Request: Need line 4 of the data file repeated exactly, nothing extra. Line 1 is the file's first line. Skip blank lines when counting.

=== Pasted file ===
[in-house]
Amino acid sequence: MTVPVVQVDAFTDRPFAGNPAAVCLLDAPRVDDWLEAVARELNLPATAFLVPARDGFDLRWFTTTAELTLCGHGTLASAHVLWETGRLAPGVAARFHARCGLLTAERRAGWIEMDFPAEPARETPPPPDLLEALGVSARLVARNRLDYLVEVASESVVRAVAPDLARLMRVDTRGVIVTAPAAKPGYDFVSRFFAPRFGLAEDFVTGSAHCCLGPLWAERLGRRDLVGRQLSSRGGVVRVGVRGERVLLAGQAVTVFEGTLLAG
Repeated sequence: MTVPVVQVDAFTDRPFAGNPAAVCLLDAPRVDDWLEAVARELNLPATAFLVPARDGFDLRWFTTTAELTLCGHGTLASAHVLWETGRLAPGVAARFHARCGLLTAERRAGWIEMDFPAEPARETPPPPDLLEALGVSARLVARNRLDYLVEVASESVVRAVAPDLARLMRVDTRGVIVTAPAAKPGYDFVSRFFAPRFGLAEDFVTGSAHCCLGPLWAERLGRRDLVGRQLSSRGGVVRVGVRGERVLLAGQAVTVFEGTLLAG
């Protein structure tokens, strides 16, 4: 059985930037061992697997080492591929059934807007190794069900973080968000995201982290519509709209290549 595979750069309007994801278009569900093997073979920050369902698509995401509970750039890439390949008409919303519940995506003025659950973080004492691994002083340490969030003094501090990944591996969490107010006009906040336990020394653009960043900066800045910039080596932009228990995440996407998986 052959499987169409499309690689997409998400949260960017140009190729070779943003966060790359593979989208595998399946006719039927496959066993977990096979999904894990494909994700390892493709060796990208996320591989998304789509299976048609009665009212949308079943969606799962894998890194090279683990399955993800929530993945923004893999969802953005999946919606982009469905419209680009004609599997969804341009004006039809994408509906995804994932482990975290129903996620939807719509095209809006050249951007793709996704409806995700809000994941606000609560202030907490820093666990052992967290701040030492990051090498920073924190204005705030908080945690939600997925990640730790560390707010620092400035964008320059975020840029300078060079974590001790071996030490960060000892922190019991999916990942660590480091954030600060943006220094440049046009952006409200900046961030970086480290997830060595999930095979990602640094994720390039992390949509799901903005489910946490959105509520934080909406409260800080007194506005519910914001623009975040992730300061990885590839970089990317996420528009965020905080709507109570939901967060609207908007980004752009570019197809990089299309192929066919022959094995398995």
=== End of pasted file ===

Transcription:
């Protein structure tokens, strides 16, 4: 059985930037061992697997080492591929059934807007190794069900973080968000995201982290519509709209290549 595979750069309007994801278009569900093997073979920050369902698509995401509970750039890439390949008409919303519940995506003025659950973080004492691994002083340490969030003094501090990944591996969490107010006009906040336990020394653009960043900066800045910039080596932009228990995440996407998986 052959499987169409499309690689997409998400949260960017140009190729070779943003966060790359593979989208595998399946006719039927496959066993977990096979999904894990494909994700390892493709060796990208996320591989998304789509299976048609009665009212949308079943969606799962894998890194090279683990399955993800929530993945923004893999969802953005999946919606982009469905419209680009004609599997969804341009004006039809994408509906995804994932482990975290129903996620939807719509095209809006050249951007793709996704409806995700809000994941606000609560202030907490820093666990052992967290701040030492990051090498920073924190204005705030908080945690939600997925990640730790560390707010620092400035964008320059975020840029300078060079974590001790071996030490960060000892922190019991999916990942660590480091954030600060943006220094440049046009952006409200900046961030970086480290997830060595999930095979990602640094994720390039992390949509799901903005489910946490959105509520934080909406409260800080007194506005519910914001623009975040992730300061990885590839970089990317996420528009965020905080709507109570939901967060609207908007980004752009570019197809990089299309192929066919022959094995398995």